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lewd and lascivious

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lewd and lascivious

Postby William Hupy » Mon Dec 03, 2012 10:25 am

You get two words for the price of one. This is SO lawyer-like to use two words when one will do. I am certain there is a subtle difference between the two, but I do not know what it is. I am also certain the origin of both will prove to be fascinating.
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Re: lewd and lascivious

Postby Perry Lassiter » Mon Dec 03, 2012 3:25 pm

More years ago than I have been alive, I worked in a CA welfare department a couple of years and read various laws. I remembr my amusement over the list of synonyms in many of them, esp for cohabitation. (It didn't include 'shacking up,' at least per se.) Most of those lists seem to come from court decisions that turned on defining of similar words. If, for example, the law declares agains lascivious acts, and the defense claims the acts in question were merely lewd, their client may get off. Consequently, in writing law they often include strings of synonyms to protect their intentions. Do any lawyers or lawmakers out there agree or want to clarify?
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Re: lewd and lascivious

Postby William Hupy » Mon Dec 03, 2012 6:33 pm

Perry, that is irrelevant, immaterial and incompetent. Just teasing. Lawyers are inclined for groups of three as in the example noted. A parcel of land is not just sold, it is conveyed, transferred and alienated - or use any three words you wish to "convey" the same meaning. It may have come from the practical considerations of covering all bases and contingencies, but I like to think it is also more poetic. Think of the many expressions we have that come in threes: wine, women and song; lock, stock and barrel; ifs, ands and buts; tic tac toe.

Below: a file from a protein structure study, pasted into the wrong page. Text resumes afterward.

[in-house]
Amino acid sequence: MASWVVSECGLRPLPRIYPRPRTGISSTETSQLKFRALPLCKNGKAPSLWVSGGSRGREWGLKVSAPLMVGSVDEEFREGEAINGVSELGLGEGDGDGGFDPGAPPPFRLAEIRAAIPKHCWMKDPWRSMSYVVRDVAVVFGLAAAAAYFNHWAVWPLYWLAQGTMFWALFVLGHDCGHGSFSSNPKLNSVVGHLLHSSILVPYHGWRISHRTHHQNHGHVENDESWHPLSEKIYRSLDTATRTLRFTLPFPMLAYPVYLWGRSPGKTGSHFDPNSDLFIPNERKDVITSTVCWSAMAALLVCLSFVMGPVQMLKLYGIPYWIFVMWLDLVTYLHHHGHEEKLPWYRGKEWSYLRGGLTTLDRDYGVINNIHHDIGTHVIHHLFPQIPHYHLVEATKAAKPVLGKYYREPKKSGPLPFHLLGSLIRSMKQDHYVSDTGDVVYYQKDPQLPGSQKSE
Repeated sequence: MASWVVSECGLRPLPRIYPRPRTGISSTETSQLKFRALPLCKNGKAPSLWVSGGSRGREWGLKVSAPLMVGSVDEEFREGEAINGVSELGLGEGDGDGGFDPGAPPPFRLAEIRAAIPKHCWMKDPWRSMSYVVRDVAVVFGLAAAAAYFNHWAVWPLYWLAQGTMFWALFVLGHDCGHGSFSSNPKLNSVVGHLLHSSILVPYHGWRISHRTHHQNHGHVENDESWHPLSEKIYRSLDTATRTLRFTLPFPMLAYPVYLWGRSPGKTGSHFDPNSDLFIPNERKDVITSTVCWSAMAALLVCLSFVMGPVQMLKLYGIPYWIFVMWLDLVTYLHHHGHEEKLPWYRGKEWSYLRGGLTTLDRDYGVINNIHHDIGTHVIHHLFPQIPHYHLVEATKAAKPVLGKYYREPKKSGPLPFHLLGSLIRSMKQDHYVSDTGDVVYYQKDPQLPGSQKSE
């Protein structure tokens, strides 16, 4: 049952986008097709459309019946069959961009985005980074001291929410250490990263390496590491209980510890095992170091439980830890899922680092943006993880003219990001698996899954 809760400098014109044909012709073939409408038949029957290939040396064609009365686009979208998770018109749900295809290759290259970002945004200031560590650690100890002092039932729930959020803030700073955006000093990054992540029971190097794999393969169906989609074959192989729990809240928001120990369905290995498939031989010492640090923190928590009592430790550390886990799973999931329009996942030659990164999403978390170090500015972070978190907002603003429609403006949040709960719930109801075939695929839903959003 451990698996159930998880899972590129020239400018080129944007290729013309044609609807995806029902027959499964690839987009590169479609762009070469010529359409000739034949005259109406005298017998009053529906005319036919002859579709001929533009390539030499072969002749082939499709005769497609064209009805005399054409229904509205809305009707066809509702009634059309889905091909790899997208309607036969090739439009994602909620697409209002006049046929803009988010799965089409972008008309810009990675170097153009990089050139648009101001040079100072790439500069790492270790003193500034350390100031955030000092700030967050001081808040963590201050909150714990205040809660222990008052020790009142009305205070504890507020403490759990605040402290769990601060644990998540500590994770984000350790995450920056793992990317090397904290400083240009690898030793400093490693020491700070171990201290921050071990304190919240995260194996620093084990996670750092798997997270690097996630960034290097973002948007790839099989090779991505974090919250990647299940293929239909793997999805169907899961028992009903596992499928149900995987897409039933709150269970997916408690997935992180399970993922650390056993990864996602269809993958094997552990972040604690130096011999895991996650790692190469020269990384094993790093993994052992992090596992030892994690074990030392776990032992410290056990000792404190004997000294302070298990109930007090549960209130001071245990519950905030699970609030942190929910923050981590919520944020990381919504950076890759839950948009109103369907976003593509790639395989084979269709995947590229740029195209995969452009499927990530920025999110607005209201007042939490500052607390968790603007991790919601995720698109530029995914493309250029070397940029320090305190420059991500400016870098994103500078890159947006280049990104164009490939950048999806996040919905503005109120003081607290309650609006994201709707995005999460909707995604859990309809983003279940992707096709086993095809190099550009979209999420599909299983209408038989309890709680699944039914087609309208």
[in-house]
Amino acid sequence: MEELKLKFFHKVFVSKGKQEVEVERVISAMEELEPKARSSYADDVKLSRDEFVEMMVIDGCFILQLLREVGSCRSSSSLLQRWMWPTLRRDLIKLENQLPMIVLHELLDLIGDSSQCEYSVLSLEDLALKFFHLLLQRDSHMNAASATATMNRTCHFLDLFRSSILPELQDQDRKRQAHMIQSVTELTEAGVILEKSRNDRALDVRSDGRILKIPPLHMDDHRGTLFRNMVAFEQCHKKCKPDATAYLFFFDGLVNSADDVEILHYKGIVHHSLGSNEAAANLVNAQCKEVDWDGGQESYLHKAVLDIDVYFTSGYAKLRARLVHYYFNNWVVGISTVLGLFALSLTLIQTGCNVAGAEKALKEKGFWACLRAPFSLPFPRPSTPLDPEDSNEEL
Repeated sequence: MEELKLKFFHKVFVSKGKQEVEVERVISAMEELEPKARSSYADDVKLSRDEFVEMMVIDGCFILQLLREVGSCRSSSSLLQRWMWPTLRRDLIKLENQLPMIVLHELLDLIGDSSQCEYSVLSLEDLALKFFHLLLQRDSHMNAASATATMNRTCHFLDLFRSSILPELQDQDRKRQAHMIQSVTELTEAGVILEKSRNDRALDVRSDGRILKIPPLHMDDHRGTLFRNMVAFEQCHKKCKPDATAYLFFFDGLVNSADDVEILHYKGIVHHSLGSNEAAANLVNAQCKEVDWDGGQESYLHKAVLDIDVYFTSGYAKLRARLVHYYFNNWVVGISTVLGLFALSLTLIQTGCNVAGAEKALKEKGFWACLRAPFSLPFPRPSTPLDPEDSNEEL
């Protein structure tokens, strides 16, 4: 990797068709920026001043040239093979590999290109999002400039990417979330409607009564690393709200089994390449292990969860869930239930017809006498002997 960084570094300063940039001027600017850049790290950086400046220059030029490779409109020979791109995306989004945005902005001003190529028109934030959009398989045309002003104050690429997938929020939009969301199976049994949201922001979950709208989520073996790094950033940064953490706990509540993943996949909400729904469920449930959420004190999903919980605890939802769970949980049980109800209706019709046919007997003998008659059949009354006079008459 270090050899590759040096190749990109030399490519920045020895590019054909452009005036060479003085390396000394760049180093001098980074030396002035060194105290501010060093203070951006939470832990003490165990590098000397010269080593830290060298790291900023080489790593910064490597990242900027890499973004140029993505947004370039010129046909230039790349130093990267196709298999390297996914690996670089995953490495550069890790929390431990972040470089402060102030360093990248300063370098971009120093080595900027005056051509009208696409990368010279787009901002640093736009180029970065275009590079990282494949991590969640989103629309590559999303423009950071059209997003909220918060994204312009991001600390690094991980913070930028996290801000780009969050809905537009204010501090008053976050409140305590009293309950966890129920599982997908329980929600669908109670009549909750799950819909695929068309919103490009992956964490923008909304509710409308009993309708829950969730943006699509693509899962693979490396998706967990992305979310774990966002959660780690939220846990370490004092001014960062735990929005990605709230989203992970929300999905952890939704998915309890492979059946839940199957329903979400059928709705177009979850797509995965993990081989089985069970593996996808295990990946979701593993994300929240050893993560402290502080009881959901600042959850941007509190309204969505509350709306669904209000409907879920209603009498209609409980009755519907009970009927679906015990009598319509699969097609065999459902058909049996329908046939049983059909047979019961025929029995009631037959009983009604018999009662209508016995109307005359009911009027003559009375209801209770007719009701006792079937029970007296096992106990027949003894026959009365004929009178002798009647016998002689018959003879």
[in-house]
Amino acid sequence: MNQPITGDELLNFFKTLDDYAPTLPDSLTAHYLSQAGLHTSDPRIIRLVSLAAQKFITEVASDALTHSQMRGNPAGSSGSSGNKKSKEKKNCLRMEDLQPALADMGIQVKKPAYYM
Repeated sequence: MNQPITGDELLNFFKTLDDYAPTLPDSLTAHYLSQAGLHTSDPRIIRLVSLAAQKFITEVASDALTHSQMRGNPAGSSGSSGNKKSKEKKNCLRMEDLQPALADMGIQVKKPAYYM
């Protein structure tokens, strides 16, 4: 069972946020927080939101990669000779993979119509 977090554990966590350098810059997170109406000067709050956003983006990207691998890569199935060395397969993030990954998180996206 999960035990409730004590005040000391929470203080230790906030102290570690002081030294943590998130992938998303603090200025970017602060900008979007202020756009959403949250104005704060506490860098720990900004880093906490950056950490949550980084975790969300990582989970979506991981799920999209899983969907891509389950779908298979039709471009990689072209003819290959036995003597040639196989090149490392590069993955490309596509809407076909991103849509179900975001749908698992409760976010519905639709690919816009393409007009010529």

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Re: lewd and lascivious

Postby Slava » Mon Dec 03, 2012 7:00 pm

Speaking of things in threes, how about Tom Lehrer's "Smut"?

Lurid, licentious, and vile.

It even matches the original topic.
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Re: lewd and lascivious

Postby Perry Lassiter » Mon Dec 03, 2012 7:08 pm

The laws I was reading back then often had more than three, even six or eight. To make sense i had to take one meaning and skip the the next train of thought.
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Re: lewd and lascivious

Postby William Hupy » Tue Dec 04, 2012 3:45 pm

Slava wrote:Speaking of things in threes, how about Tom Lehrer's "Smut"?

Lurid, licentious, and vile.

It even matches the original topic.


Excellent!
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Re: lewd and lascivious

Postby Philip Hudson » Wed Dec 05, 2012 9:21 pm

Slava: I wasn't aware of Tom Lehrer's "Smut" until I Googled it.
It is lurid, licentious, and vile. Think of another synonym that begins with an l and put it in the place of vile. Then you will have alliterative smut. I like alliteration but am cautious about smut. How about the actor on "Two and a Half Men" who has denounced as smut the program he helped make popular? It may or may not be smut (I have never watched a full episode), but it is vapid and inane. If I were that actor on the program who went nuts, I might have gone nuts myself.
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